10. "Syracuse Draws Blank as Rice Names Official All-American Eleven". Syracuse Herald. 1925-12-15.
  11. "Coaches To Pick All Star Eleven: Jim Thorpe Canvasses Athletic Heads". Cedar Rapids Republican. 1925-12-04.
  12. Tad Jones, Knute Rockne, and Glenn Warner (1925-12-04). "Red Grange Placed on Second All-American Team: Coaches Keep Star Off First: Rockne, Jones and Warner Claim He Has Two Main Weak Points; Friedman Is Captain; Two Michigan Men Honored; Pacific Coast Stars in the Backfield". The Davenport Democrat.
  13. "Here’s An All-American Picked By New York Sun Favors Eastern Players". Hamilton Evening Journal. 1925-11-28.
  14. "Walter Camp Football Foundation". Archived from the original on 18 December, 2007. http://web.archive.org/web/20071218214203/http://waltercamp.org/index.php/teams_and_awards/. Retrieved 13 January 2008.
  15. "Westerners Lead On All-American: Chicago Critic Picks Team With Strong Aerial Attack". The Galveston Daily News. 1925-12-20.
  16. "Seven Westerners Given Places on Eckersall's All-American Eleven: Grange Named As Leader of Mythical Team". Davenport Democrat And Leader. 1925-12-20.
  17. Evans, Billy (1925-12-05). "Here's Billy Evans' All-Americans". The Fitchburg Sentinel.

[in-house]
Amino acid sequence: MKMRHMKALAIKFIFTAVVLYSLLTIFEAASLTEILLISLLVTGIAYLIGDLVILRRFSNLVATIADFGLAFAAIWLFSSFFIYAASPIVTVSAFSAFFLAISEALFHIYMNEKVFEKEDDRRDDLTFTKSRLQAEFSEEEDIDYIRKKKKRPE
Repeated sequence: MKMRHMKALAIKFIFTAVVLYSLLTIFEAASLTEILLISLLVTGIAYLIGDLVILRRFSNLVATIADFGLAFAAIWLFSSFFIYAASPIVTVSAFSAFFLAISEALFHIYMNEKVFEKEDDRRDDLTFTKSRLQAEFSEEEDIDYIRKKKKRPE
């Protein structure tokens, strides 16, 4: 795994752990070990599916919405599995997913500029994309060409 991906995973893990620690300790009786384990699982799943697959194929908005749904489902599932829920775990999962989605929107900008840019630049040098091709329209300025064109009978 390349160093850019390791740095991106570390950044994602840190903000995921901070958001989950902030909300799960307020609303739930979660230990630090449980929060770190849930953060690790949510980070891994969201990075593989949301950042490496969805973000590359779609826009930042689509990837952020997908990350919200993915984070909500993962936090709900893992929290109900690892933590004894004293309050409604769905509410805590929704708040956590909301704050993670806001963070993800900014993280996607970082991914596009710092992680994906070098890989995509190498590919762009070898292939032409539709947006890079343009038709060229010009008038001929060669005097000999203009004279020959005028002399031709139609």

18. Brown, Norman E. (1925-12-07). "Here Are Brown's All-American Selections: All Sections of Country On Writer's All-American". Galveston County Daily News.
  19. Brown, Norman E. (1925-12-07). "Here Are Brown's All-American Selections: Michigan Draws Two Positions; Pacific Coast and South Land". San Mateo Times.
  20. Brown, Norman E. (1925-12-04). "Norman E. Brown's All-American Eleven: Has Line Power of A Dreadnaught: Dazzling Aerial Attack of Bombing Fleet". Oil City Derrick (Pa.).
  21. Brown, Norman E. (1925-12-13). "Norman E. Brown's All-American Eleven: Has Line Power of A Dreadnaught: Dazzling Aerial Attack of Bombing Fleet". The Morning News Review (S.C.).
  22. 22.0 22.1 22.2 "All-America Addendum". College Football Historical Society Newsletter. November 2008. http://www.la84foundation.org/SportsLibrary/CFHSN/CFHSNv12/CFHSNv12n1j.pdf. Retrieved 05 March 2010.